In 2014, the IBA commissioned a mammoth report on Global Cross Border Legal Services that comprehensively covers information about over 90 countries and 160 jurisdictions on the regulation of domestic and cross-border legal practice. What the report confirms is the transformation of legal practice, and thus legal businesses, following the 21st century globalization of industries and services.
For the ten Association of Southeast Asian Nations (ASEAN) where ZICOlaw operates – comprising four common law based systems, three on civil laws, and another three are hybrids of both common and civil law – the ideal of ‘one legal framework’ to find single common ground remains a considerable challenge. Under the ASEAN Framework of Services Agreement (AFAS) in 1995, member countries undertook commitments not to enact regulations that restrict trade in services – but note the obligation is a negative rather than a positive one. For example, today, nearly 24 years since AFAS was signed, Brunei, Cambodia, Indonesia, Malaysia, and the Philippines still require law businesses to be formulated in pure law firm partnership structures owned by licensed local legal practitioners. While Singapore, Thailand and Vietnam allow for a variety of structures, including ownership of law businesses by non-local legal practitioners, certain restrictions including protection in practice areas such as conveyancing and litigation remain in place. At the end of the spectrum, we have Laos and Myanmar that permit non-legal practitioners to establish and provide legal services. Why is this important?
- Increased sophistication in client requirements: Arguably, as clients continue to demand sophistication in legal services, regulation allowing robust ownership structures for law businesses enables them to grow and acquire investment for effective legal technology and best practices. Ultimately, and as confirmed by the IBA report, governments and bar associations play catch-up, and are often slow in getting the necessary law and regulation changes in place.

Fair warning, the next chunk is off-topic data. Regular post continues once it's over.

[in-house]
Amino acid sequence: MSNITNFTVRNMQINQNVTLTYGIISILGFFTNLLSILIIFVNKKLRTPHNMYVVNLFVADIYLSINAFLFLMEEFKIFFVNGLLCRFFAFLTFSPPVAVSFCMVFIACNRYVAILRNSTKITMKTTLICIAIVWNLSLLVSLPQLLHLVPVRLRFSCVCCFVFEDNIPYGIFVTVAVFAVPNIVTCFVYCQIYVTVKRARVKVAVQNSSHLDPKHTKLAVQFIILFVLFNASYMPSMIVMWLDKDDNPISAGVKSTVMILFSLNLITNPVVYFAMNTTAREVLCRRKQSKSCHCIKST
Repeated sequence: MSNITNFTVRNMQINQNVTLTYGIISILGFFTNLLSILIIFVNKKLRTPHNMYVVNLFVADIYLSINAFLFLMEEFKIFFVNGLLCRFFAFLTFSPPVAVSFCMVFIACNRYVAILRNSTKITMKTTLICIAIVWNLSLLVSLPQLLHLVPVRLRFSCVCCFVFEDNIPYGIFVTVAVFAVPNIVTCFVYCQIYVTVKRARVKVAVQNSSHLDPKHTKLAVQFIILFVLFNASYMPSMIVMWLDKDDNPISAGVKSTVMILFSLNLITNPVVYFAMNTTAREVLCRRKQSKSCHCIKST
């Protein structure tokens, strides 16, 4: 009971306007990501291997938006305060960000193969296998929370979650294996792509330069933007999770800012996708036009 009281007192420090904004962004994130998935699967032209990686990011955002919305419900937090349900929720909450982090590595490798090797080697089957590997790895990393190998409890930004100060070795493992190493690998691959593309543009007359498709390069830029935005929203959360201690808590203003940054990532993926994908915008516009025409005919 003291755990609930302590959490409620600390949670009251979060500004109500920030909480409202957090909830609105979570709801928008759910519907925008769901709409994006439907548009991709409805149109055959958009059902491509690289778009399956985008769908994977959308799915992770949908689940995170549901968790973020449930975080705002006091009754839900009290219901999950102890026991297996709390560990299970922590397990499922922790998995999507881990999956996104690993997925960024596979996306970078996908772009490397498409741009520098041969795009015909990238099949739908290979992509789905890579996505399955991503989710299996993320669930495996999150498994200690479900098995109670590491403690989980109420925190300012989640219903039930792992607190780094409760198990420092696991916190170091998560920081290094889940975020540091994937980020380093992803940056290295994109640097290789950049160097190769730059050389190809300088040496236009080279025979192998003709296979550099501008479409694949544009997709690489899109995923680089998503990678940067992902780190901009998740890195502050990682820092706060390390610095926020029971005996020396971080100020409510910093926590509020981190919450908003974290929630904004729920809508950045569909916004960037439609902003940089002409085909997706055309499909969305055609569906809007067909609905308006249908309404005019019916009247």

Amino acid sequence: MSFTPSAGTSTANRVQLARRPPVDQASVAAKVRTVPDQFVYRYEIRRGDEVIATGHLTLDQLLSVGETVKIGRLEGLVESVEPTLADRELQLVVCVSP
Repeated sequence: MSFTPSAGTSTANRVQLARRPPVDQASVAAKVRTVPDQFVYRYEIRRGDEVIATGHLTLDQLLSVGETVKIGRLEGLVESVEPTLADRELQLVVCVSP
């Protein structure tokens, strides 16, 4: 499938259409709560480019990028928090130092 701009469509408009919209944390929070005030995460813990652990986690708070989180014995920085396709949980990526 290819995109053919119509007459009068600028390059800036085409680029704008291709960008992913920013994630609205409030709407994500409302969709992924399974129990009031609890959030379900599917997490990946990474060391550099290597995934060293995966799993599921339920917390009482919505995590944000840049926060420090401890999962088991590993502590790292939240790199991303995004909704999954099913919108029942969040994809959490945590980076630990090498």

- Owner vs manager dilemma: The traditional law firm structure (where the equity partner plays the dual role of owner and manager) becomes problematic if the manager role must take a back seat to the owner actor, or vice versa. This can result in a negative bias with regard to the opening of new offices, large investments in technology, and the hiring of expensive talent. Instead, owners will most likely focus on other, directly impactful investments that are both conservative and ‘economically-justifiable’.
- Go-to market financing terms: Having the ability to obtain best financing arrangements is vital to the survival of an increasingly dynamic and competitive legal services industry. For the traditional structures, the deployment of funds requires considerable time and engagement before fruition. Without the reporting requirement commercially required from most common business structures, there is no financial transparency for credit ratings. Thus the traditional route of partners’ equity injection and banking overdrafts may result in funders taking on debt based on non-transparent data and under-performing services.
- Talent acquisition and retention strategies: Legal practitioners of today may not have the patience to withstand 8 to 10 years of long hours working over weekends-type of grueling practice for the climb to the top of the partnership ladder. A more flexible and resilient legal business structure will allow more accelerated, performance-based talent acquisition and retention strategies.
Given the difficulties in navigating different regulatory and legal systems in ASEAN, some countries will be ahead when it comes to the liberalization of legal services. Law businesses must be astute about the needs of their clients who are crossing borders and require good legal representation. Rather than waiting for governments to play catch-up, we must be open to networks and collaborations built on solid legal foundations on the provision of access to justice.
Ultimately, the success of any law business will not only depend on efficient structures, but also understanding and preparing for business challenges in terms of supply, demand and talent.
By Hanim Hamzah, Regional Managing Partner of ZICOlaw Network, the only premier law firm network with offices in all ten ASEAN countries. The network comprises independent leading law firms with a full presence in 18 cities across Southeast Asia, a region of over 600 million people and 10 countries. This article represents the author’s opinion and does not necessarily reflect that of the ZICOlaw Network. It also does not serve as substitute for specialist legal advice.